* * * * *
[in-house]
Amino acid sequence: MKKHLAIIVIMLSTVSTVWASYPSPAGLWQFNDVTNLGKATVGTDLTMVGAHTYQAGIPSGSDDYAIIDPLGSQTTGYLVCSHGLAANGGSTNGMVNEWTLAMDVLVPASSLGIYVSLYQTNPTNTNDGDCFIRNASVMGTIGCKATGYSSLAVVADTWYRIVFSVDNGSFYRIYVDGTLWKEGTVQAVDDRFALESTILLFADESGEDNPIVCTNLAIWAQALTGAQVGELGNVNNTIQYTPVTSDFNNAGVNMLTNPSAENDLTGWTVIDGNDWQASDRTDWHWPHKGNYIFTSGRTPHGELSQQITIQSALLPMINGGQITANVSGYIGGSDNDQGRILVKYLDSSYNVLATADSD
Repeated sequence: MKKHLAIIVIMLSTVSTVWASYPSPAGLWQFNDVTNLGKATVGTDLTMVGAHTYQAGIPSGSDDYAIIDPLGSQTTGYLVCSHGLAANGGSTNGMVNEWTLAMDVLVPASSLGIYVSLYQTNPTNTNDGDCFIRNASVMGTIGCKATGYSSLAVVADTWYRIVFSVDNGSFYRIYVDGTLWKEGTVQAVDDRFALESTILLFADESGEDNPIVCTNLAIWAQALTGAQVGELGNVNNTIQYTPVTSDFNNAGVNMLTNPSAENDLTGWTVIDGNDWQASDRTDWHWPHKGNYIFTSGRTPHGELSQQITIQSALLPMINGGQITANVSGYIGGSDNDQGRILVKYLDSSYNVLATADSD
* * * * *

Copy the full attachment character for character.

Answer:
[in-house]
Amino acid sequence: MKKHLAIIVIMLSTVSTVWASYPSPAGLWQFNDVTNLGKATVGTDLTMVGAHTYQAGIPSGSDDYAIIDPLGSQTTGYLVCSHGLAANGGSTNGMVNEWTLAMDVLVPASSLGIYVSLYQTNPTNTNDGDCFIRNASVMGTIGCKATGYSSLAVVADTWYRIVFSVDNGSFYRIYVDGTLWKEGTVQAVDDRFALESTILLFADESGEDNPIVCTNLAIWAQALTGAQVGELGNVNNTIQYTPVTSDFNNAGVNMLTNPSAENDLTGWTVIDGNDWQASDRTDWHWPHKGNYIFTSGRTPHGELSQQITIQSALLPMINGGQITANVSGYIGGSDNDQGRILVKYLDSSYNVLATADSD
Repeated sequence: MKKHLAIIVIMLSTVSTVWASYPSPAGLWQFNDVTNLGKATVGTDLTMVGAHTYQAGIPSGSDDYAIIDPLGSQTTGYLVCSHGLAANGGSTNGMVNEWTLAMDVLVPASSLGIYVSLYQTNPTNTNDGDCFIRNASVMGTIGCKATGYSSLAVVADTWYRIVFSVDNGSFYRIYVDGTLWKEGTVQAVDDRFALESTILLFADESGEDNPIVCTNLAIWAQALTGAQVGELGNVNNTIQYTPVTSDFNNAGVNMLTNPSAENDLTGWTVIDGNDWQASDRTDWHWPHKGNYIFTSGRTPHGELSQQITIQSALLPMINGGQITANVSGYIGGSDNDQGRILVKYLDSSYNVLATADSD